Background and ObjectivesFollowing severe brain injury, up to 16% of adults showing no clinical signs of cognitive function nonetheless have preserved cognitive capacities detectable via neuroimaging and neurophysiology; this has been designated cognitive-motor dissociation (CMD). Pediatric medicine lacks both practice guidelines for identifying covert cognition and epidemiologic data regarding CMD prevalence.MethodsWe applied a diverse battery of neuroimaging and neurophysiologic tests to evaluate 2 adolescents (aged 15 and 18 years) who had shown no clinical evidence of preserved cognitive function following brain injury at age 9 and 13 years, respectively. Clinical evaluations were consistent with minimally conscious state (minus) and vegetative state, respectively.ResultsBoth participants' EEG, and 1 participant's fMRI, provided evidence that they could understand commands and make consistent voluntary decisions to follow them. Both participants' EEG demonstrated larger-than-expected responses to auditory stimuli and intact semantic processing of words in context.DiscussionThese converging lines of evidence lead us to conclude that both participants had preserved cognitive function dissociated from their motor output. Throughout the 5+ years since injury, communication attempts and therapy had remained uninformed by such objective evidence of their cognitive abilities. Proper diagnosis of CMD is an ethical imperative. Children with covert cognition reflect a vulnerable and isolated population; the methods outlined here provide a first step in identifying such persons to advance efforts to alleviate their condition.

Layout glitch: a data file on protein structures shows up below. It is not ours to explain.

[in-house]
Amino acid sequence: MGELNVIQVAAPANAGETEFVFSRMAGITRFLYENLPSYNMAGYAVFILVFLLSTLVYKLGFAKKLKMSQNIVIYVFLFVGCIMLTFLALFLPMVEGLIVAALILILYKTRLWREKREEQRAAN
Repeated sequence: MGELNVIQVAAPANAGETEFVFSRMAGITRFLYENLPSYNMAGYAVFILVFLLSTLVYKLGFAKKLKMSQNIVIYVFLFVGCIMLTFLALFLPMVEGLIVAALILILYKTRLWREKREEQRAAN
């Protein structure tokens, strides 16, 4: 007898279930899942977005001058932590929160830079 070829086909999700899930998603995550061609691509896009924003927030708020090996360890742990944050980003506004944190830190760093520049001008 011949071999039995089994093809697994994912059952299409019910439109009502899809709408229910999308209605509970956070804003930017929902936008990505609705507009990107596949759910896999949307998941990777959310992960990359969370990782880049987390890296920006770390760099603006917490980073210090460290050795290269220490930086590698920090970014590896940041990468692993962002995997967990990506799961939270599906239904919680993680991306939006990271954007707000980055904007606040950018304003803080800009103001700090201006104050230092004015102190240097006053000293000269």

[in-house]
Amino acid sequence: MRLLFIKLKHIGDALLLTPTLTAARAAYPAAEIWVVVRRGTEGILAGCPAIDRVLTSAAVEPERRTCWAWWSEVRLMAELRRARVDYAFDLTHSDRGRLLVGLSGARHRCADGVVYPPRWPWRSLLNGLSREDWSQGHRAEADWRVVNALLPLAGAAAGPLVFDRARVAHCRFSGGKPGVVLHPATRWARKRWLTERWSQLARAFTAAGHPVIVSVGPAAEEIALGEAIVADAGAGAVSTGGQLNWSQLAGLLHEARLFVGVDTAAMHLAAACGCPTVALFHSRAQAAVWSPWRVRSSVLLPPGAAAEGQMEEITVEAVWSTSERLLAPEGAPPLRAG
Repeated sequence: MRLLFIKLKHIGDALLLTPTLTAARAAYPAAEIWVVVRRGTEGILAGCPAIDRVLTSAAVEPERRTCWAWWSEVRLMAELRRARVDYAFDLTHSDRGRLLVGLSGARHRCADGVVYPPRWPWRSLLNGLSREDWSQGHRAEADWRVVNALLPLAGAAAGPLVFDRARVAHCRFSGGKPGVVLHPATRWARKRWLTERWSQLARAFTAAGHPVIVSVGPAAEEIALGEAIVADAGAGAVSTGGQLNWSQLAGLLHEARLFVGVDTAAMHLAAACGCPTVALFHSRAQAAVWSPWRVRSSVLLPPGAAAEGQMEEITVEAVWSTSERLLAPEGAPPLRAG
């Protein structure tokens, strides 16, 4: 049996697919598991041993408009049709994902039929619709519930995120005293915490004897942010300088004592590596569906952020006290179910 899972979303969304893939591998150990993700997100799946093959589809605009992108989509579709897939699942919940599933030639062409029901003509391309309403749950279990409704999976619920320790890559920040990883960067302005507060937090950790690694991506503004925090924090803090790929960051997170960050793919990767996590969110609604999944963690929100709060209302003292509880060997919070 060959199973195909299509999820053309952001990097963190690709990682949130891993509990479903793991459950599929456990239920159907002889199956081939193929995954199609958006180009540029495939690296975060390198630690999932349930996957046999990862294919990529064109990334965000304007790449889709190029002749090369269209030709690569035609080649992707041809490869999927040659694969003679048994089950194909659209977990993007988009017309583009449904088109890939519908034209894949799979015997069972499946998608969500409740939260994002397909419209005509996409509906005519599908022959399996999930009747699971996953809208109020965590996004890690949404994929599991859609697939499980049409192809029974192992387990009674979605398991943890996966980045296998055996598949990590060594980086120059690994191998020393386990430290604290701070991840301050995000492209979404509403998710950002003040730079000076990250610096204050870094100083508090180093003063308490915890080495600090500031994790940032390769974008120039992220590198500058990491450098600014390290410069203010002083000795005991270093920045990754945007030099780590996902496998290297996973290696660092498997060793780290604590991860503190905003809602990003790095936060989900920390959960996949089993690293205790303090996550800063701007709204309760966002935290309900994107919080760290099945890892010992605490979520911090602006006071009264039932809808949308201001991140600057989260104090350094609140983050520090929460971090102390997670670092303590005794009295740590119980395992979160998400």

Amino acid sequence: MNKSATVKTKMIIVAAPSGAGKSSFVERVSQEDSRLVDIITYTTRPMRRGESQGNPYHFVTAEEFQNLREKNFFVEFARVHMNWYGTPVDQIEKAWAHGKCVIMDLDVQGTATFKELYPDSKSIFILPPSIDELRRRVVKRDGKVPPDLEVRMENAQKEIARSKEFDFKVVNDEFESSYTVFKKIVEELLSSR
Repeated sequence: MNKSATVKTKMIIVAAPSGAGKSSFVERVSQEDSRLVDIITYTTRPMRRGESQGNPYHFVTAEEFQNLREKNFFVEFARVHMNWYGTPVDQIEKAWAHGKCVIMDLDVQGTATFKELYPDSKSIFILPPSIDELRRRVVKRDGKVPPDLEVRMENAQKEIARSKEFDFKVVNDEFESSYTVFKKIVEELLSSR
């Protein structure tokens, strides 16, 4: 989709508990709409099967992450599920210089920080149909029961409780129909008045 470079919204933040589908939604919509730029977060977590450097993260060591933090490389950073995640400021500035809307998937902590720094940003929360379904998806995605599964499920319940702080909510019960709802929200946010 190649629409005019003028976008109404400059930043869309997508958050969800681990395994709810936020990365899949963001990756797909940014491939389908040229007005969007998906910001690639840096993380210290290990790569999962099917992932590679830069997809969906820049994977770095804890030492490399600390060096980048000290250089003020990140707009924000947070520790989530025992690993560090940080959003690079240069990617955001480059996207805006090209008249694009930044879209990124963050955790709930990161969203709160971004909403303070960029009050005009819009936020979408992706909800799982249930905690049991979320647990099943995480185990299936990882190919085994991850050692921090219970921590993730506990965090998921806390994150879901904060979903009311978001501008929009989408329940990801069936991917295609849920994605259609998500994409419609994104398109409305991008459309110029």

ASJC Scopus subject areas
- Clinical Neurology